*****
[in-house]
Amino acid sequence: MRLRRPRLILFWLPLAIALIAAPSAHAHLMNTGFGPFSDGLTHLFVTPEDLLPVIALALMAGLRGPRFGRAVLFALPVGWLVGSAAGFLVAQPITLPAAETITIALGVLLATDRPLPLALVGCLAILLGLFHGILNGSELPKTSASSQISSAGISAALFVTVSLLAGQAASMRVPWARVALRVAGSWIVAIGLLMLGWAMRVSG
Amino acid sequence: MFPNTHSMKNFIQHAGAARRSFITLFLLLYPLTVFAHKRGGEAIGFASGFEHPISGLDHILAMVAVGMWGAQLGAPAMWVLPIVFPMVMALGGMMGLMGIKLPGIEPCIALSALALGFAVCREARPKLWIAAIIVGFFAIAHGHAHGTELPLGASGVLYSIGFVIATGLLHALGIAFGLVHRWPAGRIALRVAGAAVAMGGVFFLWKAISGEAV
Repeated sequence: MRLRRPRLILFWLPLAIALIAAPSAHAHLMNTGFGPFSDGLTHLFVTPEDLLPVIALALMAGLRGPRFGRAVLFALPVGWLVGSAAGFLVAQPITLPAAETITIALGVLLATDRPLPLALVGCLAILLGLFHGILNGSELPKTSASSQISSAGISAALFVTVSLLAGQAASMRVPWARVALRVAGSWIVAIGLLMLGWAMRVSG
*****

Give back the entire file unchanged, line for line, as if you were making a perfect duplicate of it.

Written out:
[in-house]
Amino acid sequence: MRLRRPRLILFWLPLAIALIAAPSAHAHLMNTGFGPFSDGLTHLFVTPEDLLPVIALALMAGLRGPRFGRAVLFALPVGWLVGSAAGFLVAQPITLPAAETITIALGVLLATDRPLPLALVGCLAILLGLFHGILNGSELPKTSASSQISSAGISAALFVTVSLLAGQAASMRVPWARVALRVAGSWIVAIGLLMLGWAMRVSG
Amino acid sequence: MFPNTHSMKNFIQHAGAARRSFITLFLLLYPLTVFAHKRGGEAIGFASGFEHPISGLDHILAMVAVGMWGAQLGAPAMWVLPIVFPMVMALGGMMGLMGIKLPGIEPCIALSALALGFAVCREARPKLWIAAIIVGFFAIAHGHAHGTELPLGASGVLYSIGFVIATGLLHALGIAFGLVHRWPAGRIALRVAGAAVAMGGVFFLWKAISGEAV
Repeated sequence: MRLRRPRLILFWLPLAIALIAAPSAHAHLMNTGFGPFSDGLTHLFVTPEDLLPVIALALMAGLRGPRFGRAVLFALPVGWLVGSAAGFLVAQPITLPAAETITIALGVLLATDRPLPLALVGCLAILLGLFHGILNGSELPKTSASSQISSAGISAALFVTVSLLAGQAASMRVPWARVALRVAGSWIVAIGLLMLGWAMRVSG